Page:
From Seeping into Cinemas Website:
"Seeping into Cinemas is the solo project of Dublin musician, Barry O'Brien. After playing in bands on the Dublin independent scene for a number of years, Barry decided the best way to find the sound he was looking for but had yet to find, was to go it alone. So began Seeping Into Cinemas. Initially starting with a few low key but well-received gigs, Barry then focused his efforts on writing and recording. Holed up at home with a bunch of guitars, microphones and other music-making devices, he began work on what would eventually become his first album. In February 2010, he emerged briefly from recording hibernation with the self-released single 'Dour Hour,' then disappeared again for more writing, rewriting and recording.
The months that followed were full of late nights, obsessive attention to detail, and Ups, downs, and finally in December 2010, completion. In January 2011, Barry called on the mixing skills of Dublin producer Stephen Shannon. Mixing went smoothly and 100,000 Times, the debut Seeping Into Cinemas album was finished. Consisting of ten songs, inhabited with dreamy soundscapes and Barry's whisper quiet voice, 100,000 Times is a melodic and haunting homage to a world full of broken hearted misanthropes and sad souls who dream of escape."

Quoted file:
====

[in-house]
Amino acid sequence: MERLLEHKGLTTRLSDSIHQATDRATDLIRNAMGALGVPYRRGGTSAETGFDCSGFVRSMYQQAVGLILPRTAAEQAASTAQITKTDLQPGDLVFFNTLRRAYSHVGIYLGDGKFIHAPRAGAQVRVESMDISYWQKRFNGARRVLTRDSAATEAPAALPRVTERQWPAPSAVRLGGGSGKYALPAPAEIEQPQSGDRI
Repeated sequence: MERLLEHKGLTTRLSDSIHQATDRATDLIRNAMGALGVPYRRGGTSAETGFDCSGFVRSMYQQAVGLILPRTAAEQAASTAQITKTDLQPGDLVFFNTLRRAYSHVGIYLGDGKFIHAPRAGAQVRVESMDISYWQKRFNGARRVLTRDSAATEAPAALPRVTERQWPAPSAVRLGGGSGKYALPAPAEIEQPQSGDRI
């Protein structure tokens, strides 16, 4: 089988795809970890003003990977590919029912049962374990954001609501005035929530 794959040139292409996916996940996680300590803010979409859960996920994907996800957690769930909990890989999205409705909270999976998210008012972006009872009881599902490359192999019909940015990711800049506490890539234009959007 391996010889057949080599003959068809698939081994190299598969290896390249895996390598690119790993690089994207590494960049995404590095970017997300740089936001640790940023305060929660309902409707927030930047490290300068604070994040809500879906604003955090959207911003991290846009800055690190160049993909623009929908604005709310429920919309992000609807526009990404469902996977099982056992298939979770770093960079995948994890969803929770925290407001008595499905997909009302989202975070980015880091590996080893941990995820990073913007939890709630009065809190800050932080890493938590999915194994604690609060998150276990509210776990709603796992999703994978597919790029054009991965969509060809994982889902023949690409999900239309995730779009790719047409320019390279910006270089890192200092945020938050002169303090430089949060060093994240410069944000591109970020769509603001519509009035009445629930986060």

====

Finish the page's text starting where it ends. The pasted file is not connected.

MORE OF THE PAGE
(La) luna Review:
The music of Seeping into Cinemas, the solo project of Dublin-based musician Barry O'Brien, is an evocative mix of dreamy, moody, wonderfully melodic soundscapes that manage to achieve a lush feel despite their spare arrangements and O'Brien's deceptively gentle, almost whispered, vocals, which will instantly remind listeners of Elliott Smith, but subtle ears will also hear the ghost of Big Star's Chris Bell creeping about. It's not by accident that I speak of ghosts in reference to O'Brien's music because on Seeping into Cinemas' debut album, 100,000 Times, there is a gauzy, ghostly sense of isolation at the heart of each track. One of the album's standouts is the brilliantly titled, "Red Words, Full of Promises," a bittersweet mid-temp gem that is suggestive of what The Clientele might have sounded like if they had hailed from Austin, TX. Perhaps my favorite track is "Still Frame from a Sunny Monday," with its austere arrangement and emotionally resigned yet sweetly vulnerable vocals, it is here that the emotional darkness alluded to earlier really becomes evident, and this is what distinguishes Seeping into Cinemas from any number of other bands: it is clear that O'Brien has far more in mind for his listeners than simply crafting low-key confessionals. Highly recommended.